The Philosopher's stone, other forms of ecological synthesis such as reviews.

Thinking on the alchemy of synthesis further, I was considering the importance of identifying the various elements of ecological research that a journal like Oikos or a centre like NCEAS could combine. Here are some options. Data, maps, people, ideas, and methods are...

What is novel synthesis in ecology?

I like the idea of novel synthesis but have been trying to deconstruct what it means. I have spent some time at NCEAS and really enjoyed seeing synthesis in action. Synthesis, ecologically, appears to be bringing together datasets from different places. However,...

May the odds be ever in your favor: a brief comment on the review games in ecology.

Is there a peer-review crisis in ecology? This is critical question that we need to explore to determine whether we should consider introducing changes. Referee selection, number of reviews needed, and the relative importance of referees versus editors in improving the...

Models of journal management

I was wondering how important the communication and management between editors for a journal might be in ensuring effective and fair dissemination. I imagine that most are top down with the Editor in Chief(s) managing the bulk of the decisions. However, I suspect that...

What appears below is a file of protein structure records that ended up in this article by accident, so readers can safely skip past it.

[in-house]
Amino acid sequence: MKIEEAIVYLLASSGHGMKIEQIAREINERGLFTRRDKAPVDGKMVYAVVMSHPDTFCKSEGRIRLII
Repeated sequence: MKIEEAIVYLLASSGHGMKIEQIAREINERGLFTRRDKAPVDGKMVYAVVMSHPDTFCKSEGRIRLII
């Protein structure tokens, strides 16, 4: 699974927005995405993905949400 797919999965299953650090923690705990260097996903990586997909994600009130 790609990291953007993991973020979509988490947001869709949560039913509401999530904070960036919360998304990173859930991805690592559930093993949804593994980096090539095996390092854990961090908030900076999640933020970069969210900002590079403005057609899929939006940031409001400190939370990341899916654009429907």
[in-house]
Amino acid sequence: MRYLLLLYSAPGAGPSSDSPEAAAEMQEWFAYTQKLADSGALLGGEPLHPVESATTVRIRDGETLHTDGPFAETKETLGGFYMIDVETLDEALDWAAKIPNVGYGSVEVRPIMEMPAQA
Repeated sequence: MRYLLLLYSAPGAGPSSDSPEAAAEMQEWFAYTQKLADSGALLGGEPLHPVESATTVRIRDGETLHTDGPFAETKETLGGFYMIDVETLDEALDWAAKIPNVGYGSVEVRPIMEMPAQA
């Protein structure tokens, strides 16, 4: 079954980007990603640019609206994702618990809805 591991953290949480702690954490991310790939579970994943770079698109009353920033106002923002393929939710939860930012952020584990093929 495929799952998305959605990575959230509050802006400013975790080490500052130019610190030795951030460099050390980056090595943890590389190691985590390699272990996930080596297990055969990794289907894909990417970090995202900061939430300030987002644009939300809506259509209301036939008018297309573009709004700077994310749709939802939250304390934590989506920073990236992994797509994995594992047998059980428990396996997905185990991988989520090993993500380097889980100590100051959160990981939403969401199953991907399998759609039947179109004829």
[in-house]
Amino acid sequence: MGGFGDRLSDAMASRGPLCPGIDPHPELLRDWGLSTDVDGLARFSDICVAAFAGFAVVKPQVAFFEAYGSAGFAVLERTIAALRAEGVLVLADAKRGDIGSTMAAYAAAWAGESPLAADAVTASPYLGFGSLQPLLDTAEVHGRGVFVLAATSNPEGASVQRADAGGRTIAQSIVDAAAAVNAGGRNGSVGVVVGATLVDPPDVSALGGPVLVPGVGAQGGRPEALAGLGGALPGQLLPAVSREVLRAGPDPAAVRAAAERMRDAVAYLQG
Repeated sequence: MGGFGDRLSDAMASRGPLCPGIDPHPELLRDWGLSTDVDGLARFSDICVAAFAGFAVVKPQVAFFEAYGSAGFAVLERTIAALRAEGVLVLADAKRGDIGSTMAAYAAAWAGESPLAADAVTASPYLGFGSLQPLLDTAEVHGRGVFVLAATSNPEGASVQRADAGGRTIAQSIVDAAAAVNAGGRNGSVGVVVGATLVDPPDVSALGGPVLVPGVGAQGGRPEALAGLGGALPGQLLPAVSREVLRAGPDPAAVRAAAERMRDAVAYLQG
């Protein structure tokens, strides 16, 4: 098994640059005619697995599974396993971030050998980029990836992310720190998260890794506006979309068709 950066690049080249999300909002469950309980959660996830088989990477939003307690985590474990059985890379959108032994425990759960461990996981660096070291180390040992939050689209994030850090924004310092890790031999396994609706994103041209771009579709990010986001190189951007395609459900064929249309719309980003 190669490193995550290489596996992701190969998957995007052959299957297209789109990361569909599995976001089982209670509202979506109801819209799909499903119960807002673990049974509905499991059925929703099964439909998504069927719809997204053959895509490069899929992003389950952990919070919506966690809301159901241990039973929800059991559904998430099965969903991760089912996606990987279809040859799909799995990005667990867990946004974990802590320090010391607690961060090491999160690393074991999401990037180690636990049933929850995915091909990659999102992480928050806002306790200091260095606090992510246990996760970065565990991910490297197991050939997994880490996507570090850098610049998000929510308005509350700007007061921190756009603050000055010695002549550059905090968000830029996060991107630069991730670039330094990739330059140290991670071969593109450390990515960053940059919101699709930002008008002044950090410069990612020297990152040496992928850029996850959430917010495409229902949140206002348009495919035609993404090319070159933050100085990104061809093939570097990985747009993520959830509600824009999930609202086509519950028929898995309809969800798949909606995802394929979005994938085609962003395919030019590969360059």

Steve Jobs on the value of fundamental research

For what it's worth (which may be a lot, or next to nothing, depending on your point of view), Steve Jobs agreed with me on the value of fundamental research. The passage below is from his 2005 commencement address to Stanford University. It's quite well-put, so I...

Cover letter power and job interviews

I flip flop on the relative importance of cover letters for my submissions. Sometimes they write themselves, other times it is a struggle. I have not been cognizant enough to see if there is a relationship between those that I struggle with letters on and rejection...

Journal loyalty.

Nearing the end of my PhD dissertation, I was ready to submit my first paper from that process. I had published before, and whilst the PhD was fun, it was a long haul, and I was keen to get some work out there. I chose the Journal of Ecology for a big chapter. It was...

The importance of society journals, affordable open access, and fast turnaround times.

The Research Works Act and the discussion of the profit margins by academic publishers have stimulated both a wealth of discussion and some clear indications of future directions. I wanted to take a moment here to reflect on how this might relate to Oikos. Several...

Why do fundamental research in a world with pressing applied problems? (UPDATED)

I do fundamental research. I don't choose what questions to address, what system to work in, or any other aspect of my research based on consideration of 'societal needs'. I'm not trying to achieve any policy goals, except those of 'doing good science' and 'training...

Pages

Subscribe to Blog

Recent Comments & Hot Topics